for Robinson's farm, and hanged the bull to an
old apple tree. We then tacked the document
containing his will in the middle of his forehead,
and left, feeling that our thirst for blood had
been satisfied.

Many times in later years I have thought of
this incident, and wondered why we did it.
That apple tree is standing to-day in that or-
chard, and is noted and known all over the
country as being the tree on which Robinson's
bull was hanged.

As the time for us to start was drawing near,
I decided to visit iny liome once more, and


while I knew it was hazardous, I believed with
tlie proper precaution that I could . make the
trip. Some of my comrades insisted that I
ought not undertake it, but I felt tiure I could
do it. So on AVedncsda}^ afternoon before the
time set to start on Saturday night, 1 started to
my father's house, following^ the summit of the
mountains. I shortened the distance many
miles from that of the road, which ran around
the base of the mountains. Night settled down
about the time 1 crossed the summit of the Alle-
ghany rvlountains, but being used to liardships,
and familiar with the path thii.t led through that
dense forest, I hurried on and niade rapid time.
About ten o'clock I readied my old home at the
back of the farm.

I hurried through tiie fields and down the
path leading to tlie barn — the little path I liad
€0 often traveled over in my childhood days. I
cautiously approached the barn, made an exam-
ination to Pee if any strange horses were there,
and finding everything all right, I softly slipped
through the back gate an'd up the path to the
house, made an alarra at the door, and ^vas ad-
mitted. Father and mother much sur-
prised at my presence, as well as alarmed, and


asked mc wluat in the world I was doing there,
when I knew I was in danger of being killed;
told uie the authorities there had just heard of my
desertion, and the}' would make a greater effort
than ever before to get me. I reassured them
and quieted their fears, telling them my plans.
Then I said good-by for tlie last time, turned,
and hurried through the back door, down by
the barn, out aloiig the little path along the hill-
side, and was soon in the woods. By noon I had
arrived' at my destination aniong my friends. I
was tired aiul worn out, and lay down and slept
till nighl, and was not yet rcsied from my long,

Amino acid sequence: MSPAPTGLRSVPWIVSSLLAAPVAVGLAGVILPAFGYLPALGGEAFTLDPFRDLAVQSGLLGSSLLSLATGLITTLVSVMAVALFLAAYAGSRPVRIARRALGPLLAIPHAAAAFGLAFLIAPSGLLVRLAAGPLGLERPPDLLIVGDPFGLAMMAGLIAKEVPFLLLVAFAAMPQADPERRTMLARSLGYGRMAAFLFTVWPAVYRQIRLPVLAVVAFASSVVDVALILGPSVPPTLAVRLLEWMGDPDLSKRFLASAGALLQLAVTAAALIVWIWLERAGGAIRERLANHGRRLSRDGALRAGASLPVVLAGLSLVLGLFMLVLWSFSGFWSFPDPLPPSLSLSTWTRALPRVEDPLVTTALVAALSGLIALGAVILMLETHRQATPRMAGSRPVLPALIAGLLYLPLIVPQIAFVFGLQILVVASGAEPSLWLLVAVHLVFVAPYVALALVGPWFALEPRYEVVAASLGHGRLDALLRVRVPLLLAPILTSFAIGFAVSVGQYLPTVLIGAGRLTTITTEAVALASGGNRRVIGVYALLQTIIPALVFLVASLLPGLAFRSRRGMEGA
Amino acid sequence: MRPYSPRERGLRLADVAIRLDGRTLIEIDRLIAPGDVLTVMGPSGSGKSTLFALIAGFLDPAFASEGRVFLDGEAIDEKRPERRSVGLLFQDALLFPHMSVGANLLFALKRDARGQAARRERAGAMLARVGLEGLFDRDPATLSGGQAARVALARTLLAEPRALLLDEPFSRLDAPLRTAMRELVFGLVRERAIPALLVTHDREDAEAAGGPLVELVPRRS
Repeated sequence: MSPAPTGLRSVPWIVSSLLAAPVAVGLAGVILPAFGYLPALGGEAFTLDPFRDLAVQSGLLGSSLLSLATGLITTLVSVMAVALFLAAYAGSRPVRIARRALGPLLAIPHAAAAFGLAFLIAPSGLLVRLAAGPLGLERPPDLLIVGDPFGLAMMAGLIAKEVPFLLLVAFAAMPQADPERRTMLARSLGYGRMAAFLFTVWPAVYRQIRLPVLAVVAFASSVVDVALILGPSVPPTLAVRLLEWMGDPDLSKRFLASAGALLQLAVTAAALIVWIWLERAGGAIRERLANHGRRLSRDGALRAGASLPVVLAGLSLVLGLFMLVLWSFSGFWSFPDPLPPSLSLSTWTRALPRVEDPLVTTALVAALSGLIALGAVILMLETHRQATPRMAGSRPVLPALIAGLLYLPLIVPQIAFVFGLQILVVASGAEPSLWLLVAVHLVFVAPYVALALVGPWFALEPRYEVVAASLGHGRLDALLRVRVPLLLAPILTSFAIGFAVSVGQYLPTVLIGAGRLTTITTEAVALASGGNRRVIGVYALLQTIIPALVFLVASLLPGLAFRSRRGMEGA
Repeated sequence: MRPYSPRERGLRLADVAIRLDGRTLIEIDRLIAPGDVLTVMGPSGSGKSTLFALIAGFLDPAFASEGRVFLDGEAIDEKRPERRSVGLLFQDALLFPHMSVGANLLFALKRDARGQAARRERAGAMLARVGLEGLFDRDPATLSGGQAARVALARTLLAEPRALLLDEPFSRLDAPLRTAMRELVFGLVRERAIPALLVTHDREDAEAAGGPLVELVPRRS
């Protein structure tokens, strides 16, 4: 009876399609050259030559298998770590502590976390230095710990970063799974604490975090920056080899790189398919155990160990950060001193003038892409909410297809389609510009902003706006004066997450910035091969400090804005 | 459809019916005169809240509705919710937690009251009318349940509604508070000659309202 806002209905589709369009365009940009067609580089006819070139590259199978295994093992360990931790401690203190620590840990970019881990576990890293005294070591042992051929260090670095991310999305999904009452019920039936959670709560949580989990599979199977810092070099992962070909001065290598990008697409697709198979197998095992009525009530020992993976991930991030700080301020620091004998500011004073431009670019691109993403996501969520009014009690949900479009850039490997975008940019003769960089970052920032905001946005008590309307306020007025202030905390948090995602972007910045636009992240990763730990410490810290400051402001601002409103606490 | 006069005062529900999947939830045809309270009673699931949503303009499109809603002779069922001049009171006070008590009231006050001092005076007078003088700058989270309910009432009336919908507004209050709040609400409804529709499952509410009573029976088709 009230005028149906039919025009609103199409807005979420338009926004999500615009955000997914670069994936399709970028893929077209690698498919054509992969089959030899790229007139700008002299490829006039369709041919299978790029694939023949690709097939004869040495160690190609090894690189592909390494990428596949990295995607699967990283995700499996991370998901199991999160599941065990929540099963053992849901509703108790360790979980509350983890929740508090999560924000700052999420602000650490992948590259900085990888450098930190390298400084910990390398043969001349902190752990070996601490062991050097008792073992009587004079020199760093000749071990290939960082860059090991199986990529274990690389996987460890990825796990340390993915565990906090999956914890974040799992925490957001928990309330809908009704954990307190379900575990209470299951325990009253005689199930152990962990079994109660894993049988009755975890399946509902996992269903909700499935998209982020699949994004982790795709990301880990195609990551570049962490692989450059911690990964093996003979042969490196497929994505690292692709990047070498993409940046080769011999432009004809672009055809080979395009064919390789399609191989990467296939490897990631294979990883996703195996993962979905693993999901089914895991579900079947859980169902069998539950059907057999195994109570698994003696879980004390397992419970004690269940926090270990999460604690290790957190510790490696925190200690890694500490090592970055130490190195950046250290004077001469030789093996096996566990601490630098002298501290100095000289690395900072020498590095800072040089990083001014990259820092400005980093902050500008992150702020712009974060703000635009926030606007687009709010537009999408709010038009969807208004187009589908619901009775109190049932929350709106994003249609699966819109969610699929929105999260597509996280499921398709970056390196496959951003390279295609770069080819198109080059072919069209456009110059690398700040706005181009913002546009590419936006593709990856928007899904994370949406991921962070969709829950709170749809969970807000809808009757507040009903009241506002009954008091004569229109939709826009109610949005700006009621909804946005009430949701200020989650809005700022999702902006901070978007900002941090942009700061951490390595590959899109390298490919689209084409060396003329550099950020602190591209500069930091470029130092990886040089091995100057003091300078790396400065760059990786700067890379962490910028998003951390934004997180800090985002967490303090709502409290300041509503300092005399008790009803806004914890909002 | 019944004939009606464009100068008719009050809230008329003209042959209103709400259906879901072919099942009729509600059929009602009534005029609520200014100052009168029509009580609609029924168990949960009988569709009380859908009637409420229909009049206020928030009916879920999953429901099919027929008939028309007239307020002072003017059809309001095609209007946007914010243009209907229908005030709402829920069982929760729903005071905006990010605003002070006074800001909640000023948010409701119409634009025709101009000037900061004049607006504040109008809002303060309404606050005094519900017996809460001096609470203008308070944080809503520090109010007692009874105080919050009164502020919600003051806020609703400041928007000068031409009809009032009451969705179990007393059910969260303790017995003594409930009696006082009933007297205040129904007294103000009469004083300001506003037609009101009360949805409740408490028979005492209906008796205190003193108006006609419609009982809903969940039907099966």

hard trip across the mountains. I did not go
out with the boys, but slept all niglu, and next^
morning was full}' rested, and folt cqua'l for any
•emergency that might happen.

My story would not be complete were I not
to relate the circumstance tluit occurred the
night before we set out. During the day I re-
■ceivcd a note from 2^Iiss Edith Carroll, wb.o, the
reader will remember, figured in the first' part of
this story in my first arrc<l. She hi\d sent the
note by an old man, a good friend of mine, and
who knew mc well. He lived less than a mile'
from her father's house, where I was first cap-


tared. He was also t\ good Union man. She re-
quested that I meet her at the house of the
bearer of the note at from 10 to 11 o'clock that
night. She had something important to tell
me, and 1 must not fail to be there.

Kno^Ying that iier sympathies were with the
South, I hesitated. 1 did not \vant to make any
mistake, and fall into a trap just when the, way
was clear for my escape. I asked the old man
if he thought it would be perfectly safe for me
to go. He said he was sure it was. Said he:
"The girl seems to be very much excited about
something, and said siie must sec you. Come
to-night at 11 o'clock, and I will stand guard, so
there will be no possibility of your falling into
a trap.

"Tell her I will be there at 1 1 o'clock to-night."

I procured a horse that was fairly fast of foot.
I had about six or seven miles to go. About
10 o'clock at night, after disguising myself to
the extent that anyc^nc meeting me in the dark
along the road would not recognize me, I
mounted my horse and was soon dashing across
the country at a rapid pace.

I arrived at the place at about the time desig-
nated.-' They were expecting me. The old gen-


tlcman and Miss Edilh met meat tlicgate. The
old man said lie would sit and hold my horse,
and give the alarm should any danger appear,
jind Miss Edith could tell n^e what she desired
to see me for.

We walked to the house, were sliown into the
sitting room, and left alone.

. Miss Edith said : **I am so delighted to see
you. I heard last night that you had again de-
sorted and was in this part of the country. I
heard it from Maj. Long, who captured you a
year ago at my father's house. He came to see
me and wanted me to assist in 3'our capture ;
said there was a reward ofl'ered for you, and if I
V'ould become a party to your capture he would